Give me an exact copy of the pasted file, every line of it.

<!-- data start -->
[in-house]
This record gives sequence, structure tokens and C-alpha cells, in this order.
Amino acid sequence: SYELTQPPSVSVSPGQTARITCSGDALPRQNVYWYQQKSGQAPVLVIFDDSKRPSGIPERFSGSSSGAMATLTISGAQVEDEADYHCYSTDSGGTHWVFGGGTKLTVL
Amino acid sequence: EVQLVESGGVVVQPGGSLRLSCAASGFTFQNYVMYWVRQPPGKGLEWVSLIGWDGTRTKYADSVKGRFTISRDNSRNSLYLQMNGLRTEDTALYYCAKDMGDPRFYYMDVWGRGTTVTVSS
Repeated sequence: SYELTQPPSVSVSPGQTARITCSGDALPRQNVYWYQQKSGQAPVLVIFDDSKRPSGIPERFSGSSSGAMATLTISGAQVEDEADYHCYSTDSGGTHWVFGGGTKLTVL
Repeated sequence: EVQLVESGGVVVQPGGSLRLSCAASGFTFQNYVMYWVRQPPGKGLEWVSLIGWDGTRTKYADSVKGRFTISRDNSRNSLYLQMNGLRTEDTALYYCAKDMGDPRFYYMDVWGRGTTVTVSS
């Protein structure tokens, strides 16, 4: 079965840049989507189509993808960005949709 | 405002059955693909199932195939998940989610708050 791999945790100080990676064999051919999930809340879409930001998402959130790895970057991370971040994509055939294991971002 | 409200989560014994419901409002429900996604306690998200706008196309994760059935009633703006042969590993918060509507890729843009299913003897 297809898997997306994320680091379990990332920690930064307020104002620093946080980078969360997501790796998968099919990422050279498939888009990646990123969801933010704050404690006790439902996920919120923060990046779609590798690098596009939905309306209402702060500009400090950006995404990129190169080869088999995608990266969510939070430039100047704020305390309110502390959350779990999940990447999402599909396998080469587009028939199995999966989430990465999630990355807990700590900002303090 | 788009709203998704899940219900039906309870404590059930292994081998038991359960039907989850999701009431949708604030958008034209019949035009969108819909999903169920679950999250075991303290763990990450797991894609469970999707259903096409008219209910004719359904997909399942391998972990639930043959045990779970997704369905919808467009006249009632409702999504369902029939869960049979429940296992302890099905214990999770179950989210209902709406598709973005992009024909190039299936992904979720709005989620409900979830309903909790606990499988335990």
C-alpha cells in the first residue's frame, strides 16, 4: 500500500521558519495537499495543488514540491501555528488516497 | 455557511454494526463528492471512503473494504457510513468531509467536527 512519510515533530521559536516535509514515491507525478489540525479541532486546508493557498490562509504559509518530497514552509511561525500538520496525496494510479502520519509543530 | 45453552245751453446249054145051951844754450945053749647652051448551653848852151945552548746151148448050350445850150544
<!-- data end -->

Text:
[in-house]
This record gives sequence, structure tokens and C-alpha cells, in this order.
Amino acid sequence: SYELTQPPSVSVSPGQTARITCSGDALPRQNVYWYQQKSGQAPVLVIFDDSKRPSGIPERFSGSSSGAMATLTISGAQVEDEADYHCYSTDSGGTHWVFGGGTKLTVL
Amino acid sequence: EVQLVESGGVVVQPGGSLRLSCAASGFTFQNYVMYWVRQPPGKGLEWVSLIGWDGTRTKYADSVKGRFTISRDNSRNSLYLQMNGLRTEDTALYYCAKDMGDPRFYYMDVWGRGTTVTVSS
Repeated sequence: SYELTQPPSVSVSPGQTARITCSGDALPRQNVYWYQQKSGQAPVLVIFDDSKRPSGIPERFSGSSSGAMATLTISGAQVEDEADYHCYSTDSGGTHWVFGGGTKLTVL
Repeated sequence: EVQLVESGGVVVQPGGSLRLSCAASGFTFQNYVMYWVRQPPGKGLEWVSLIGWDGTRTKYADSVKGRFTISRDNSRNSLYLQMNGLRTEDTALYYCAKDMGDPRFYYMDVWGRGTTVTVSS
């Protein structure tokens, strides 16, 4: 079965840049989507189509993808960005949709 | 405002059955693909199932195939998940989610708050 791999945790100080990676064999051919999930809340879409930001998402959130790895970057991370971040994509055939294991971002 | 409200989560014994419901409002429900996604306690998200706008196309994760059935009633703006042969590993918060509507890729843009299913003897 297809898997997306994320680091379990990332920690930064307020104002620093946080980078969360997501790796998968099919990422050279498939888009990646990123969801933010704050404690006790439902996920919120923060990046779609590798690098596009939905309306209402702060500009400090950006995404990129190169080869088999995608990266969510939070430039100047704020305390309110502390959350779990999940990447999402599909396998080469587009028939199995999966989430990465999630990355807990700590900002303090 | 788009709203998704899940219900039906309870404590059930292994081998038991359960039907989850999701009431949708604030958008034209019949035009969108819909999903169920679950999250075991303290763990990450797991894609469970999707259903096409008219209910004719359904997909399942391998972990639930043959045990779970997704369905919808467009006249009632409702999504369902029939869960049979429940296992302890099905214990999770179950989210209902709406598709973005992009024909190039299936992904979720709005989620409900979830309903909790606990499988335990």
C-alpha cells in the first residue's frame, strides 16, 4: 500500500521558519495537499495543488514540491501555528488516497 | 455557511454494526463528492471512503473494504457510513468531509467536527 512519510515533530521559536516535509514515491507525478489540525479541532486546508493557498490562509504559509518530497514552509511561525500538520496525496494510479502520519509543530 | 45453552245751453446249054145051951844754450945053749647652051448551653848852151945552548746151148448050350445850150544